Exceptional Performance without mod_pagespeed or apache (Page Speed score:99)

At last I have managed to get Google Page Speed Score of 99 and YSlow score of 97 for this blog. As mentioned earlier, this blog is generated using Pelican and deployed on heroku Cedar Stack which supports Python applications. It is served from great wsgi app called ‘static‘, gunicorn and gevent. I had to make a lot of changes in static to make it possible.

Gzip Compression

As we are serving static content, there is no need to compress the content with each and every request. We can have gzipped content generated along with the other static content and serve it when requested. This approach, in my opinion, is faster than on-the-fly gzip compression used by nginx and apache. We can save CPU time used to compress the content with each request. I used gzip_cache plugin to generate the gzipped version of all my content. Next step was to serve this static content when requested. Static does not support this by default. I had to modify it a little bit. It tries to find the gzipped copy of the content, if gzipped content request is received.

Leverage browser caching

This is purely handled by the HTTP Server serving the content. Again I had to make a few changes in static to enable caching. I tried to keep the syntax similar to Apache’s ExpiresByType. Expire time can be specified in seconds against each mime type.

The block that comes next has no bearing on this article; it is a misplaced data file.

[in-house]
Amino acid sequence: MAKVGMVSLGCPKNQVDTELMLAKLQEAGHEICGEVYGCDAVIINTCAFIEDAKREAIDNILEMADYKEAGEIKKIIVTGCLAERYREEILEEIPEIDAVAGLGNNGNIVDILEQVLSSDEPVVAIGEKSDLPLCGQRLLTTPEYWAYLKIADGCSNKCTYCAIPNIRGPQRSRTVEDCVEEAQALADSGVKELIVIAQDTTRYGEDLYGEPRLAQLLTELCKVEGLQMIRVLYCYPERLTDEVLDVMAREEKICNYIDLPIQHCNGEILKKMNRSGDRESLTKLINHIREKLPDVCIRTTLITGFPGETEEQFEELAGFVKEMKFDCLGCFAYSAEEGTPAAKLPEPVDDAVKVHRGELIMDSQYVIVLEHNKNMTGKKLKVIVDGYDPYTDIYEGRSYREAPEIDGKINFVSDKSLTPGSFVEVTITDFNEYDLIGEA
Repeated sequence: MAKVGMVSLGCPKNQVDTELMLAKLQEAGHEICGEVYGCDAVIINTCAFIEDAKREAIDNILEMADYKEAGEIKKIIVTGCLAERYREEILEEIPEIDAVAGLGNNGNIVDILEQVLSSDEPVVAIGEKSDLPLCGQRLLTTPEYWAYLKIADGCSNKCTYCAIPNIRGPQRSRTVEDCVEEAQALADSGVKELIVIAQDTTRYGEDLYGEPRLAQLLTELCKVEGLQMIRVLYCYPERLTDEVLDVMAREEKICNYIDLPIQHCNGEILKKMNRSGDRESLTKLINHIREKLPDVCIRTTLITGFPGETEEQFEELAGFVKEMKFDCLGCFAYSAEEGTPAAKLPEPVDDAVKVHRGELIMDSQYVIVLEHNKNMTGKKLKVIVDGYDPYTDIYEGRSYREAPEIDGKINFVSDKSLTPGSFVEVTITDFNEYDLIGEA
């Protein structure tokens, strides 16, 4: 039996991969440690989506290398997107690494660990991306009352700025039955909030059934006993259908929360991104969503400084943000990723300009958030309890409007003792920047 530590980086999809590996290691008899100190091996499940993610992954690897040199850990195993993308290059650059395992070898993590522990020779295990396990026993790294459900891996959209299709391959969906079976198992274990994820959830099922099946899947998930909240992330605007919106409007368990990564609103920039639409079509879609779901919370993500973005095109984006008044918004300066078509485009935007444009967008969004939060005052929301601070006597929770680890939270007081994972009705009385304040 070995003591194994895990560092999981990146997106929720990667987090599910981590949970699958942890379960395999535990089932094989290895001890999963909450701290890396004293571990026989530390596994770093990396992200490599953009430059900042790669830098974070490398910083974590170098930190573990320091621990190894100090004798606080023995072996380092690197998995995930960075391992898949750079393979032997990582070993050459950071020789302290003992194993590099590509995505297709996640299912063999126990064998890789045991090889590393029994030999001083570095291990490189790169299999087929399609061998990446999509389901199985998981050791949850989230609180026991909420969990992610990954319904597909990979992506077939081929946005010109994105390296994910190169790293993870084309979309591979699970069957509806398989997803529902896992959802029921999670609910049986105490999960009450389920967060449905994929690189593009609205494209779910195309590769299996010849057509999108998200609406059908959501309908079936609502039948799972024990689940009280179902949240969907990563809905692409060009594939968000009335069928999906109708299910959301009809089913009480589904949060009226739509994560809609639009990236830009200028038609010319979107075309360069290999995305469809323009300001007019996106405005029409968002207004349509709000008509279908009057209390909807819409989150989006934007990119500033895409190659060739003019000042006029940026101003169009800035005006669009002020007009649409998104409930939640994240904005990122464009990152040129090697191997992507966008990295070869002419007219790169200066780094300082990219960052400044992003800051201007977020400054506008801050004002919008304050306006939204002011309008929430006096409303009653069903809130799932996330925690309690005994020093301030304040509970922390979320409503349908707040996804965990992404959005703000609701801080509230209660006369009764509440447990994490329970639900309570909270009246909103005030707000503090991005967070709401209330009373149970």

Specify a character set

Again this is purely handled by the HTTP Server and I had to make a few changes in static to make it possible. Just like Expires headers, I tried to keep the syntax similar to apache’s AddCharset. Charset can be set for filename patterns.

Minify resources & Combine external resources

Using assets plugin to combine and minify resources which further uses web assets. This is done offline, so no minification & combining overhead here.

Optimize images

Lossless compression of images was done using jpegtran and optipng. This task was automated by writing a pelican plugin. Again, done offline, so no CPU needed to serve optimized images.

Remove unused CSS

This blog template was designed using twitter bootstrap and lots of custom css. Even after combining and minification, the size was 130KB. I used mincss to find unused css and remove it. Now the CSS is just 14KB (4KB gzipped). I had to re-add some styles which were used on other pages. Once again, done offline and at design time only.

What’s still missing?

Specify image dimensions

Being responsive design, it is not possible to send all images with image dimensions specified. The images resize themselves according to the screen size. Although, we could use some javascript to determine screen size and resize images accordingly, but this would have its own overheads.

Leverage browser caching for external resources

This blog uses only one external resource ga.js, which is the javascript file used by Google Analytics. It comes with Expires headers of 12 hours. There has been a lot of discussion about caching and serving it from one’s own servers but I guess anything like this would be overkill. ga.js is so common, that it is probably downloaded by some other website already.

Using CDN for static content

This task is in my todo and I am still looking for a good (preferably free) CDN.